An atlas is a collection of maps, traditionally bound into book form, but now found in multimedia formats. As well as geographic features and political boundaries, many often feature geopolitical, social, religious and economic statistics.
The first book that could be called an atlas was constructed from the calculations of Claudius Ptolemy, a Greek geographer working in Alexandria circa A.D. 150. The first edition was published in Bologna in 1477 and was illustrated with a set of 27 maps, though scholars say that it is not known whether the printed maps were engraved versions of original maps made by Ptolemy, or whether they were constructed by medieval Greek scholars from Ptolemy's text.
The origin of the term atlas is a common source of misconception, perhaps because two different mythical figures named 'Atlas' are associated with mapmaking. King Atlas, a mythical King of Mauretania, was, according to legend, a wise philosopher, mathematician and astronomer who supposedly made the first celestial globe. However, the more widely known Atlas is a figure from Greek mythology.
Topography is the study of Earth's surface features or those of planets, moons, and asteroids. In a broader sense, topography is concerned with local detail in general, including not only relief but also vegetative and human-made features, and even local history and culture. This meaning is less common in America, where topographic maps with elevation contours have made "topography" synonymous with relief. The older sense of Topography as the study of place still has currency in Europe.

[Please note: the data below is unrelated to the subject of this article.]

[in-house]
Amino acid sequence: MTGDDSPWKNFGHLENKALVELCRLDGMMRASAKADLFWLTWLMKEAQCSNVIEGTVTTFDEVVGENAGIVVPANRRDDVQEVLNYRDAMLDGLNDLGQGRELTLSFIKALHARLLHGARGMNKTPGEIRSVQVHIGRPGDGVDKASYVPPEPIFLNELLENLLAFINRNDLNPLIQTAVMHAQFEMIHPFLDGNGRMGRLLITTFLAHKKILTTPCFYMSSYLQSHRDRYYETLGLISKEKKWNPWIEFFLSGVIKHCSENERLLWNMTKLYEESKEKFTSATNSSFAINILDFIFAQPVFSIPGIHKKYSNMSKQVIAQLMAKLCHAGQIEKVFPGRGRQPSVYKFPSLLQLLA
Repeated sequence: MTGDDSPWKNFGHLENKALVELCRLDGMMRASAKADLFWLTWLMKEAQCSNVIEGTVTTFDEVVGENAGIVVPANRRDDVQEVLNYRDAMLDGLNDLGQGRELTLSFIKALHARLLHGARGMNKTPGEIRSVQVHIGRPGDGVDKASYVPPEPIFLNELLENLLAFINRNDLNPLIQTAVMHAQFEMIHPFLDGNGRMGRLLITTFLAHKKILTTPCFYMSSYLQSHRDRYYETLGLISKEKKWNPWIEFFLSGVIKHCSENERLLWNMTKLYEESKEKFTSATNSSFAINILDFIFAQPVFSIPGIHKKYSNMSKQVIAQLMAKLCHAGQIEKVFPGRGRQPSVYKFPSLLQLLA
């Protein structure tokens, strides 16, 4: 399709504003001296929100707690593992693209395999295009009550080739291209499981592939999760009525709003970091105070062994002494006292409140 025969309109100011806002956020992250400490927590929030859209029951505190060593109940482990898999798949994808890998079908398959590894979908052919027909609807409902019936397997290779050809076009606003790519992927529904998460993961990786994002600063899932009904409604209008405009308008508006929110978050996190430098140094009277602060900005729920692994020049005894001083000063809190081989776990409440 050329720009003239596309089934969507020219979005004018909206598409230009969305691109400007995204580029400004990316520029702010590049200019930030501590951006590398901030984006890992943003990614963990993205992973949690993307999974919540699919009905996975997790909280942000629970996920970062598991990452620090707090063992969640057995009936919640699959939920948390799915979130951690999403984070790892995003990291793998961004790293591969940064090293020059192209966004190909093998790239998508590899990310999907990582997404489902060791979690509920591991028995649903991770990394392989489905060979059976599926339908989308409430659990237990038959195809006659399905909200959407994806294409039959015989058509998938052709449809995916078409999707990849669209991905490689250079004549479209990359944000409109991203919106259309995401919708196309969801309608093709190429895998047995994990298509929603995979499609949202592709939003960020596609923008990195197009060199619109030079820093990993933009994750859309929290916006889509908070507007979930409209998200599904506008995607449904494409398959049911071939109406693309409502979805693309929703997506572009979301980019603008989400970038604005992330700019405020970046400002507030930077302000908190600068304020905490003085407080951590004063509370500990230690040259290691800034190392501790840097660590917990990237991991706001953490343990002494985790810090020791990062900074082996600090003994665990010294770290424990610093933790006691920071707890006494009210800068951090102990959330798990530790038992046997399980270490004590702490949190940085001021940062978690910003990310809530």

For the purposes of this article, topography specifically involves the recording of relief or terrain, the three-dimensional quality of the surface, and the identification of specific landforms. This is also known as geomorphometry. In modern usage, this involves generation of elevation data in electronic form. It is often considered to include the graphic representation of the landform on a map by a variety of techniques, including contour lines, Hypsometric tints, and relief shading.
Björn Gunnlaugsson (September 25, 1788 – March 17, 1876) was an Icelandic mathematician and cartographer. The only studied mathematician in Iceland in the 19th century, Björn was isolated from the academic community in Europe, and the intellectual environment made him turn to the didactics and the applications of mathematics, and also to philosophy.
For the Literary Society of Iceland, he surveyed the country from 1831 to 1843. The results of his work were published in a topographic map of Iceland at a scale of 1:480,000 on four sheets. It was the first complete map of Iceland and was published under the direction of Olaf Nikolas Olsen in Copenhagen. For his survey work, Björn received the Order of the Dannebrog in 1846 and the French Légion d'honneur in 1859.
||The Western World has been brainwashed by Aristotle for the last 2,500 years. The unconscious, not quite articulate, belief of most Occidentals is that there is one map which adequately represents reality. By sheer good luck, every Occidental thinks he or she has the map that fits. Guerrilla ontology, to me, involves shaking up that certainty.
—Robert Anton Wilson, Robert Anton Wilson: Searching For Cosmic Intelligence - interview by Jeffrey Elliot
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